The invention of the alkene class.

definition

Alkenes are a class of unsaturated aliphatic hydrocarbons that contain one or more carbon-to-carbon double bonds and have the empirical formula CnH2n[1]. Alkenes are mainly synthesised from alkanes (principally ethane and propane) and are used in the manufacture of plastics, alcohols, aldehydes and are also used as fuels and illuminants.

INVENTION

The German chemist August Wilhelm von Hofmann invented[2] the alkene class in 1866. Prior to his proposition, the names of hydrocarbons consisted of the scattered use of the Greek feminine patronymic suffixes “-ene”, “-ine”, and “-one” meaning “daughter of”. Hofmann suggested systemising the nomenclature by using the vowels “a, e, i, o, u” to create the suffixes “-ane”, “-ine or -yne”, “-one”, and “-une”. Only the first three came into use[3].

INVENTOR

Here is a photograph[4] of August Wilhelm von Hofmann:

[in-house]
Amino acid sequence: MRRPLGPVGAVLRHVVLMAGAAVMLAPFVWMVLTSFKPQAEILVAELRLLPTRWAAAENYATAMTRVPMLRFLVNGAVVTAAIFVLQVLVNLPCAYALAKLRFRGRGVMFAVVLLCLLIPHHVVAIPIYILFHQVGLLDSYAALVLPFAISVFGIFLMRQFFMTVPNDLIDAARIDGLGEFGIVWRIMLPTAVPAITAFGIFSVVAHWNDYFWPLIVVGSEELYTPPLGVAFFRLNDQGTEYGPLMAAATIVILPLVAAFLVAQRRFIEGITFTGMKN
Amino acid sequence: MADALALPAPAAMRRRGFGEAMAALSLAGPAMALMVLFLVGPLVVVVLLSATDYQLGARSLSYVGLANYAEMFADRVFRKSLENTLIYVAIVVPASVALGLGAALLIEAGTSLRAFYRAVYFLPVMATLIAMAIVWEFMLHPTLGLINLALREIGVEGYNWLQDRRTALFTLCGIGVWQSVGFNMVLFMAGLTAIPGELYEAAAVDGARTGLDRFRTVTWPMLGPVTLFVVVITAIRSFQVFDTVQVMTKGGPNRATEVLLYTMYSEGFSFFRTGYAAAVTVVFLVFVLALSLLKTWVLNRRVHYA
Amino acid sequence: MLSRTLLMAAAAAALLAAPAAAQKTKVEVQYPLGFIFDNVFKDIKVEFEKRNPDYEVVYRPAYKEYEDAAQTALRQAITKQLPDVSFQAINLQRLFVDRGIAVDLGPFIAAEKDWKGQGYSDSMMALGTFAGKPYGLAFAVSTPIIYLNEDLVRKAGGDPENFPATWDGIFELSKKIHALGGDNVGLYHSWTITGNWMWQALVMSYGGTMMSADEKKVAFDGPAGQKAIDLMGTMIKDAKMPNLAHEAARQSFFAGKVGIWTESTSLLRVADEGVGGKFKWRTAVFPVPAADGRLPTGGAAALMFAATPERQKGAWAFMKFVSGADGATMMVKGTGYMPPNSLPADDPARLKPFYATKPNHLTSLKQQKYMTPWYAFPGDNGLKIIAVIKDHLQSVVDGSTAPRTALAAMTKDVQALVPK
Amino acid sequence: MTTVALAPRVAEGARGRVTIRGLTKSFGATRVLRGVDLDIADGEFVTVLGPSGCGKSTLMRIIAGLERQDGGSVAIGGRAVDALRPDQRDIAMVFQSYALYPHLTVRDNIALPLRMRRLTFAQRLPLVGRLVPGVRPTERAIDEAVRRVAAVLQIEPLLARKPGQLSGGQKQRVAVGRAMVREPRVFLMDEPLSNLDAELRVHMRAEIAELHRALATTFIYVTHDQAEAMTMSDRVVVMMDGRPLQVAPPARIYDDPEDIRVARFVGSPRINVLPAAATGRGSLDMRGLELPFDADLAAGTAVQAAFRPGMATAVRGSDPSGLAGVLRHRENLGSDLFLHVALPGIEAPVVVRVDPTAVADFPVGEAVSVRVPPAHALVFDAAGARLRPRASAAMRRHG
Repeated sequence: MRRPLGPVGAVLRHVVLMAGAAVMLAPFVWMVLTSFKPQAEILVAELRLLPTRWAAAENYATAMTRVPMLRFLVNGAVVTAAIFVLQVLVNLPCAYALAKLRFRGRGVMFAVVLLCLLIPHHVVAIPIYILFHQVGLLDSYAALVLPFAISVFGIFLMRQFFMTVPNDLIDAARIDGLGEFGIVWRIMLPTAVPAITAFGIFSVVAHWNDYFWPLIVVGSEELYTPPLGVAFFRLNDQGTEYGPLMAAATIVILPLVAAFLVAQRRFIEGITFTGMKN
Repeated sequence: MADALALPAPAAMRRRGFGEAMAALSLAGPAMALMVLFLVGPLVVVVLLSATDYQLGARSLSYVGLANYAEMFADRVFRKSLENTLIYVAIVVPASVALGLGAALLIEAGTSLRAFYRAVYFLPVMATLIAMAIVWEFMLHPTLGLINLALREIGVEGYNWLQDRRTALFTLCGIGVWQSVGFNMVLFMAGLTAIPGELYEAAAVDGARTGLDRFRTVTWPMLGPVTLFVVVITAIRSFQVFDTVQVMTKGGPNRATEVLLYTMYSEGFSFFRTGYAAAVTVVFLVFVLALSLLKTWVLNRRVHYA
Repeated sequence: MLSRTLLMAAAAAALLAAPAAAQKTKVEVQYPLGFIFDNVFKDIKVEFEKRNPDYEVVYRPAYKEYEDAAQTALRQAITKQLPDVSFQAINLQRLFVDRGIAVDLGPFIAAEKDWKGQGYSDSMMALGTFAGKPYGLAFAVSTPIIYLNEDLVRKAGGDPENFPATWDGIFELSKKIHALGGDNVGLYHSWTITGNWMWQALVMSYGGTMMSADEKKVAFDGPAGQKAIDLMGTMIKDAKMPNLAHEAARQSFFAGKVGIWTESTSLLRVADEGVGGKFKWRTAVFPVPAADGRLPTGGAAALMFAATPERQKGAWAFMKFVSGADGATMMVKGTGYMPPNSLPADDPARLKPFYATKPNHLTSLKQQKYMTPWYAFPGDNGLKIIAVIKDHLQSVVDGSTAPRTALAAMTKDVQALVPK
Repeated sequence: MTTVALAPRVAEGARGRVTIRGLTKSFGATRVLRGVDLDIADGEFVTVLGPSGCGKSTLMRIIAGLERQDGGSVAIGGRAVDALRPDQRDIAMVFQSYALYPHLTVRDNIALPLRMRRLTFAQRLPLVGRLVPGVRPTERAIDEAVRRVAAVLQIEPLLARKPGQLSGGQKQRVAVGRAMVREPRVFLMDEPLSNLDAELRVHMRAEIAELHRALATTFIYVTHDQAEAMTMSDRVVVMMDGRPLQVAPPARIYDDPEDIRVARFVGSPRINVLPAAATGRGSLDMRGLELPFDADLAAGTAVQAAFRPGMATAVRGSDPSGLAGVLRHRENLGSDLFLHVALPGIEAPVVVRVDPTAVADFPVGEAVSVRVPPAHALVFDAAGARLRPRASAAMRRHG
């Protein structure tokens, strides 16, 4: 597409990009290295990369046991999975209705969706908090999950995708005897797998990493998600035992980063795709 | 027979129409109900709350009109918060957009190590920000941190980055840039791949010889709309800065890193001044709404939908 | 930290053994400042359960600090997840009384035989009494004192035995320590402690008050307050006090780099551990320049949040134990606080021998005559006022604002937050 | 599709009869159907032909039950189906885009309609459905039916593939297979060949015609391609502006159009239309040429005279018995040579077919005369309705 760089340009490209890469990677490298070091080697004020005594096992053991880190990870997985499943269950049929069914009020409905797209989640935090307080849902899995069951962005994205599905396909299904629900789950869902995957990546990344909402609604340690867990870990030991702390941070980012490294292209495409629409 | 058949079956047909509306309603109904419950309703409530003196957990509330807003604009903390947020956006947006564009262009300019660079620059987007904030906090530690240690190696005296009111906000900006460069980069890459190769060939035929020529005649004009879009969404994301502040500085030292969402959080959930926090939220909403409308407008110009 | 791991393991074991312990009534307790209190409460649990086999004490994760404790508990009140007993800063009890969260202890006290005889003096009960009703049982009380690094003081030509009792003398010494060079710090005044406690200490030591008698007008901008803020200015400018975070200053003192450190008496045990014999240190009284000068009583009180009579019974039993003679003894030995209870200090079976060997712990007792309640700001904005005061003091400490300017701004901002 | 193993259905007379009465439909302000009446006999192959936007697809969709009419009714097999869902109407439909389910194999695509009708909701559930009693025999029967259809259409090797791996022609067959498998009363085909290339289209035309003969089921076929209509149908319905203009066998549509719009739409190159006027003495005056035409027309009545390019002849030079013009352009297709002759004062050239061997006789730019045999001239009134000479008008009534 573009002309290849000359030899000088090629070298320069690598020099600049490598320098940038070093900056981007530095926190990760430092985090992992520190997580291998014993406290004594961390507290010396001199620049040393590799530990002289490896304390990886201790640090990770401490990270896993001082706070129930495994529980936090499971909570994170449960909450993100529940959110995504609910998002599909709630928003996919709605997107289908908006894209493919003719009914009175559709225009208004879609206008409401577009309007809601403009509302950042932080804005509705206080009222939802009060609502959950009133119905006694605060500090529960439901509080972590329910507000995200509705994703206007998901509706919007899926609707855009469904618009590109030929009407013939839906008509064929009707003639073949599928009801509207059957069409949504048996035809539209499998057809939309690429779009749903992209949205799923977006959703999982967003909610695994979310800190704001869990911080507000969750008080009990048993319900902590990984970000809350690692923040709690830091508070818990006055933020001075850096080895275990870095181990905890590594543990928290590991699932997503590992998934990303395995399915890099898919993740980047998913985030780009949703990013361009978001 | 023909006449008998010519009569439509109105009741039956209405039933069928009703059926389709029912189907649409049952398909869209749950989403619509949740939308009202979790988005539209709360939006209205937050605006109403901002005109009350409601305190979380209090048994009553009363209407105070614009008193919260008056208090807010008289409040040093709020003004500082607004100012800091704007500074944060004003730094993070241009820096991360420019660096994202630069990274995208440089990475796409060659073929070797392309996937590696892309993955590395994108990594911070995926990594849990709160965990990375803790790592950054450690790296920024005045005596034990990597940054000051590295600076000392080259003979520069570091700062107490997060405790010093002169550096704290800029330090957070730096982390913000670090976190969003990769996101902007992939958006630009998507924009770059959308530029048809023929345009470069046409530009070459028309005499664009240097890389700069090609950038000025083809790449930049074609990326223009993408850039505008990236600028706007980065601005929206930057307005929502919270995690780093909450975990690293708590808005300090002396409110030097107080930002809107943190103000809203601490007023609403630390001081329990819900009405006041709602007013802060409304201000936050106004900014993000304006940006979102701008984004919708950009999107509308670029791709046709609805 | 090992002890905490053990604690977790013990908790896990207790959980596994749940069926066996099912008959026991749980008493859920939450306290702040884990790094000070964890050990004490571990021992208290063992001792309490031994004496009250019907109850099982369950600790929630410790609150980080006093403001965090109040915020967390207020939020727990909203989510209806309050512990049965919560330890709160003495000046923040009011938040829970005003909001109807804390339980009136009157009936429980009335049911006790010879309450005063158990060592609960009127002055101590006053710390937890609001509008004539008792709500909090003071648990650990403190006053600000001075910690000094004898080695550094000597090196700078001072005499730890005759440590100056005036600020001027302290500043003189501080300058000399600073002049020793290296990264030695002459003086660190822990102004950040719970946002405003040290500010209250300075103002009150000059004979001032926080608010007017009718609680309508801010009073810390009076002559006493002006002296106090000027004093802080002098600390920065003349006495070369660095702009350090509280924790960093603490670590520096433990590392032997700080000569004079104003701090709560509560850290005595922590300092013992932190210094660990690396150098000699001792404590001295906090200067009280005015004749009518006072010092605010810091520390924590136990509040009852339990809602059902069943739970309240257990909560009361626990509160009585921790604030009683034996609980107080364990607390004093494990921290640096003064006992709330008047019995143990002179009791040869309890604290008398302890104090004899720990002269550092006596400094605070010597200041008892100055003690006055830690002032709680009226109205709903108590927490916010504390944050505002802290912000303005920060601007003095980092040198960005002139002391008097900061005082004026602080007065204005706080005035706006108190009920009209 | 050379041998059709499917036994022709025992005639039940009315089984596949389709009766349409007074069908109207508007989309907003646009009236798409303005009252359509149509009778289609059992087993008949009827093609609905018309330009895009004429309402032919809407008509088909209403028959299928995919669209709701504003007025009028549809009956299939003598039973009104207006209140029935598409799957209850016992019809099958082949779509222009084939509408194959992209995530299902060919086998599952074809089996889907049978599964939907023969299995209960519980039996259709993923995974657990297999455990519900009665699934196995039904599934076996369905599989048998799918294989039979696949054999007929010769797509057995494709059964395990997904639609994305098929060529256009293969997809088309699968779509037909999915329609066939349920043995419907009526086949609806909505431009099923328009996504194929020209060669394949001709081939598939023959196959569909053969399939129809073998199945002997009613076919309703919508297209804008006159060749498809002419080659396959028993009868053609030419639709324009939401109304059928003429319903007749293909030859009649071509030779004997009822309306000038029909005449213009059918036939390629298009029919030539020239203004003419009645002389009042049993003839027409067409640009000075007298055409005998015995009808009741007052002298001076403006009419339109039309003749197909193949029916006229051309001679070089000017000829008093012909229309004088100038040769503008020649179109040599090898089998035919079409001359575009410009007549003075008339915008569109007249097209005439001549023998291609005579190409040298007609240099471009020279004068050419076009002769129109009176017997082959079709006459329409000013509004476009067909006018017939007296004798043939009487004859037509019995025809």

[ux_image_box img=”1180″ image_width=”40″ link=”http://en.wikipedia.org/wiki/August_Wilhelm_von_Hofmann” target=”_blank”]

1818-1892

[/ux_image_box]

sources
  1. https://encyclopedia2.thefreedictionary.com/alkene
  2. https://web.archive.org/web/20120414184114/http:// www.chem.yale.edu/~chem125/125/history99/5Valence/Nomenclature/Hofmannaeiou.html
  3. https://web.archive.org/web/20120202091842/http:// www.chem.yale.edu/~chem125/125/history99/5Valence/Nomenclature/alkanenames.html
  4. http://en.wikipedia.org/wiki/August_Wilhelm_von_Hofmann

Leave a Comment

Your email address will not be published. Required fields are marked *